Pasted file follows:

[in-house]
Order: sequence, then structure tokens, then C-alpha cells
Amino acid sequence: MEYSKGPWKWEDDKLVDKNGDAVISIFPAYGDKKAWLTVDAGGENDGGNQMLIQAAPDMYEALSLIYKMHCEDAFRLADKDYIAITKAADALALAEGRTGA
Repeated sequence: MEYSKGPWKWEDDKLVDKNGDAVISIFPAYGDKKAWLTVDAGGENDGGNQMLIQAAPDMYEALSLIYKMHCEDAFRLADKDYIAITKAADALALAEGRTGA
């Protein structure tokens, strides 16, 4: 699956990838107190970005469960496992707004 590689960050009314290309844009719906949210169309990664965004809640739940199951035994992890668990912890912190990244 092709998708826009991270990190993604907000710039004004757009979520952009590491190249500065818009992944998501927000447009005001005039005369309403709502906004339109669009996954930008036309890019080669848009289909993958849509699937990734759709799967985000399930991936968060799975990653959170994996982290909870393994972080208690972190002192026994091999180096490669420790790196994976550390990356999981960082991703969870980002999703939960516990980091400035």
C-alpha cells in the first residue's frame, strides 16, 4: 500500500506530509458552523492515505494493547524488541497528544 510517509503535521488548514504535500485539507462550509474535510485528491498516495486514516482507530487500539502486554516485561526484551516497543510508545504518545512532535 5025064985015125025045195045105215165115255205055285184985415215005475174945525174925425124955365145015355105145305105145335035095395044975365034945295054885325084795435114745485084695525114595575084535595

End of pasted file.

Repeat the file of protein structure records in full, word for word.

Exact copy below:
[in-house]
Order: sequence, then structure tokens, then C-alpha cells
Amino acid sequence: MEYSKGPWKWEDDKLVDKNGDAVISIFPAYGDKKAWLTVDAGGENDGGNQMLIQAAPDMYEALSLIYKMHCEDAFRLADKDYIAITKAADALALAEGRTGA
Repeated sequence: MEYSKGPWKWEDDKLVDKNGDAVISIFPAYGDKKAWLTVDAGGENDGGNQMLIQAAPDMYEALSLIYKMHCEDAFRLADKDYIAITKAADALALAEGRTGA
């Protein structure tokens, strides 16, 4: 699956990838107190970005469960496992707004 590689960050009314290309844009719906949210169309990664965004809640739940199951035994992890668990912890912190990244 092709998708826009991270990190993604907000710039004004757009979520952009590491190249500065818009992944998501927000447009005001005039005369309403709502906004339109669009996954930008036309890019080669848009289909993958849509699937990734759709799967985000399930991936968060799975990653959170994996982290909870393994972080208690972190002192026994091999180096490669420790790196994976550390990356999981960082991703969870980002999703939960516990980091400035």
C-alpha cells in the first residue's frame, strides 16, 4: 500500500506530509458552523492515505494493547524488541497528544 510517509503535521488548514504535500485539507462550509474535510485528491498516495486514516482507530487500539502486554516485561526484551516497543510508545504518545512532535 5025064985015125025045195045105215165115255205055285184985415215005475174945525174925425124955365145015355105145305105145335035095395044975365034945295054885325084795435114745485084695525114595575084535595